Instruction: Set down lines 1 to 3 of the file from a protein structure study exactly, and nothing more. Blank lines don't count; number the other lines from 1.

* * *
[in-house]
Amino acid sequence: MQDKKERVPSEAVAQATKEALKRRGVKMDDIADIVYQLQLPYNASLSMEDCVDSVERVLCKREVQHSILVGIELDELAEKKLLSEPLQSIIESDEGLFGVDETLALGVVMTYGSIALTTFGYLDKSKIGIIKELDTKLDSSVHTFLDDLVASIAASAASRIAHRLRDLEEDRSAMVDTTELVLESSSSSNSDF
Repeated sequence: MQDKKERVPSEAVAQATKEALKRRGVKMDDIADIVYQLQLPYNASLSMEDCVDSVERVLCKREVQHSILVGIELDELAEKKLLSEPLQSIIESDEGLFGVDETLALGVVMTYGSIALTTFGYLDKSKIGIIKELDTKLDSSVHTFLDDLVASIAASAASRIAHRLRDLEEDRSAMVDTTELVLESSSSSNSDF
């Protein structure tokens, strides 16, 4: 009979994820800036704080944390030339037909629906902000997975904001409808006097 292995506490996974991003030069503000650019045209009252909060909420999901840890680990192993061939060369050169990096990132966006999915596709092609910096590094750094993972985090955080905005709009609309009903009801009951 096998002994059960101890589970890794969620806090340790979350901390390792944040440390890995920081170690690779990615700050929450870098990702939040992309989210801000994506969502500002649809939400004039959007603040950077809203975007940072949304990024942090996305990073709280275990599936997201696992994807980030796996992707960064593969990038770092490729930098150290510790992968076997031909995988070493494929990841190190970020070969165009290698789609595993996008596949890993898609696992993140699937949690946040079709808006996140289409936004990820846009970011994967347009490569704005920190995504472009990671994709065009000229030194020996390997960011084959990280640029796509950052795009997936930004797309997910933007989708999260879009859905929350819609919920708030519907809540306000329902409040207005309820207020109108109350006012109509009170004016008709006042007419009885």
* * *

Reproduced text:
[in-house]
Amino acid sequence: MQDKKERVPSEAVAQATKEALKRRGVKMDDIADIVYQLQLPYNASLSMEDCVDSVERVLCKREVQHSILVGIELDELAEKKLLSEPLQSIIESDEGLFGVDETLALGVVMTYGSIALTTFGYLDKSKIGIIKELDTKLDSSVHTFLDDLVASIAASAASRIAHRLRDLEEDRSAMVDTTELVLESSSSSNSDF
Repeated sequence: MQDKKERVPSEAVAQATKEALKRRGVKMDDIADIVYQLQLPYNASLSMEDCVDSVERVLCKREVQHSILVGIELDELAEKKLLSEPLQSIIESDEGLFGVDETLALGVVMTYGSIALTTFGYLDKSKIGIIKELDTKLDSSVHTFLDDLVASIAASAASRIAHRLRDLEEDRSAMVDTTELVLESSSSSNSDF